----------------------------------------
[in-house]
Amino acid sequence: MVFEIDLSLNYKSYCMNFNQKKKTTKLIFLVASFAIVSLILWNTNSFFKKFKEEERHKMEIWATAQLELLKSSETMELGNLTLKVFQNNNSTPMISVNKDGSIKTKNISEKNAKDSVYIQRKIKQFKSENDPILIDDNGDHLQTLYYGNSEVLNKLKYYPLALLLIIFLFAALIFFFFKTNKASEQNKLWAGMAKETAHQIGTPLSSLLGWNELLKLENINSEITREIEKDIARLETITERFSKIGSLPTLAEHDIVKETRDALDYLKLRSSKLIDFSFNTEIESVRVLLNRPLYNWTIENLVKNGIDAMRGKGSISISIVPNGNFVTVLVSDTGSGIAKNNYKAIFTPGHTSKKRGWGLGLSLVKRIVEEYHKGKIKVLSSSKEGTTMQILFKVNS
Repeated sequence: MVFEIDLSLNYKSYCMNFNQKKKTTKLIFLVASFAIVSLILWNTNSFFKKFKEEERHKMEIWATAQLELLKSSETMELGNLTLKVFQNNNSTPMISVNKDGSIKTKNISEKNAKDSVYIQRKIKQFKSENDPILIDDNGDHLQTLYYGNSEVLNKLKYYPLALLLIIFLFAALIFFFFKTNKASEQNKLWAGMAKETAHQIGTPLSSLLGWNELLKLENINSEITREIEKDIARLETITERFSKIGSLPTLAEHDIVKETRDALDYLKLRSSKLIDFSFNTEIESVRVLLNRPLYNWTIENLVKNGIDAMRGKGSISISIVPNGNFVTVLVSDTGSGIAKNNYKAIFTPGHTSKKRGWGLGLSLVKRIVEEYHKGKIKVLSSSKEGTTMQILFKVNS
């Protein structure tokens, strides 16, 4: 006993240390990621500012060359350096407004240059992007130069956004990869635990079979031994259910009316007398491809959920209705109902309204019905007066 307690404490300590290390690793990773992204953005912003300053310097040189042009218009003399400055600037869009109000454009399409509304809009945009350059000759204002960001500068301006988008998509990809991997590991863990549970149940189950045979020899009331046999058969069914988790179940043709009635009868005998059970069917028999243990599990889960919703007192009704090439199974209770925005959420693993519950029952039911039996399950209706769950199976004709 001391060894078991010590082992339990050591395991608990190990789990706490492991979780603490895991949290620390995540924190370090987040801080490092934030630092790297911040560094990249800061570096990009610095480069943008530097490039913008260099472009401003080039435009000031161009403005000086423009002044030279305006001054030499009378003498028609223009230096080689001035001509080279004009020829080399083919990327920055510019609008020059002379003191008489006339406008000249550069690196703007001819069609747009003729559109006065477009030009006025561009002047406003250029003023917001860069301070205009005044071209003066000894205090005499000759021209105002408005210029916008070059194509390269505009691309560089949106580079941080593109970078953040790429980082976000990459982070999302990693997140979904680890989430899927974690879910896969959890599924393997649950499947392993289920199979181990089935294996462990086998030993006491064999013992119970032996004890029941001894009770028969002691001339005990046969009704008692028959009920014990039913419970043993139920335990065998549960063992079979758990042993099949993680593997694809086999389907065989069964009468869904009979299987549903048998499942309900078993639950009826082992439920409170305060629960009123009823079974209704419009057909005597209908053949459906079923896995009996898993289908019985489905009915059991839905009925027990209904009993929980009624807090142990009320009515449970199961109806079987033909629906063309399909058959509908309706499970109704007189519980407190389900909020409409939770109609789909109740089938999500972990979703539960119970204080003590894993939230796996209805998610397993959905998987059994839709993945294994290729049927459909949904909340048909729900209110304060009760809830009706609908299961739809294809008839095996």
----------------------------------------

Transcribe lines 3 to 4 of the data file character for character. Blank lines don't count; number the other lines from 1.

Repeated sequence: MVFEIDLSLNYKSYCMNFNQKKKTTKLIFLVASFAIVSLILWNTNSFFKKFKEEERHKMEIWATAQLELLKSSETMELGNLTLKVFQNNNSTPMISVNKDGSIKTKNISEKNAKDSVYIQRKIKQFKSENDPILIDDNGDHLQTLYYGNSEVLNKLKYYPLALLLIIFLFAALIFFFFKTNKASEQNKLWAGMAKETAHQIGTPLSSLLGWNELLKLENINSEITREIEKDIARLETITERFSKIGSLPTLAEHDIVKETRDALDYLKLRSSKLIDFSFNTEIESVRVLLNRPLYNWTIENLVKNGIDAMRGKGSISISIVPNGNFVTVLVSDTGSGIAKNNYKAIFTPGHTSKKRGWGLGLSLVKRIVEEYHKGKIKVLSSSKEGTTMQILFKVNS
């Protein structure tokens, strides 16, 4: 006993240390990621500012060359350096407004240059992007130069956004990869635990079979031994259910009316007398491809959920209705109902309204019905007066 307690404490300590290390690793990773992204953005912003300053310097040189042009218009003399400055600037869009109000454009399409509304809009945009350059000759204002960001500068301006988008998509990809991997590991863990549970149940189950045979020899009331046999058969069914988790179940043709009635009868005998059970069917028999243990599990889960919703007192009704090439199974209770925005959420693993519950029952039911039996399950209706769950199976004709 001391060894078991010590082992339990050591395991608990190990789990706490492991979780603490895991949290620390995540924190370090987040801080490092934030630092790297911040560094990249800061570096990009610095480069943008530097490039913008260099472009401003080039435009000031161009403005000086423009002044030279305006001054030499009378003498028609223009230096080689001035001509080279004009020829080399083919990327920055510019609008020059002379003191008489006339406008000249550069690196703007001819069609747009003729559109006065477009030009006025561009002047406003250029003023917001860069301070205009005044071209003066000894205090005499000759021209105002408005210029916008070059194509390269505009691309560089949106580079941080593109970078953040790429980082976000990459982070999302990693997140979904680890989430899927974690879910896969959890599924393997649950499947392993289920199979181990089935294996462990086998030993006491064999013992119970032996004890029941001894009770028969002691001339005990046969009704008692028959009920014990039913419970043993139920335990065998549960063992079979758990042993099949993680593997694809086999389907065989069964009468869904009979299987549903048998499942309900078993639950009826082992439920409170305060629960009123009823079974209704419009057909005597209908053949459906079923896995009996898993289908019985489905009915059991839905009925027990209904009993929980009624807090142990009320009515449970199961109806079987033909629906063309399909058959509908309706499970109704007189519980407190389900909020409409939770109609789909109740089938999500972990979703539960119970204080003590894993939230796996209805998610397993959905998987059994839709993945294994290729049927459909949904909340048909729900209110304060009760809830009706609908299961739809294809008839095996």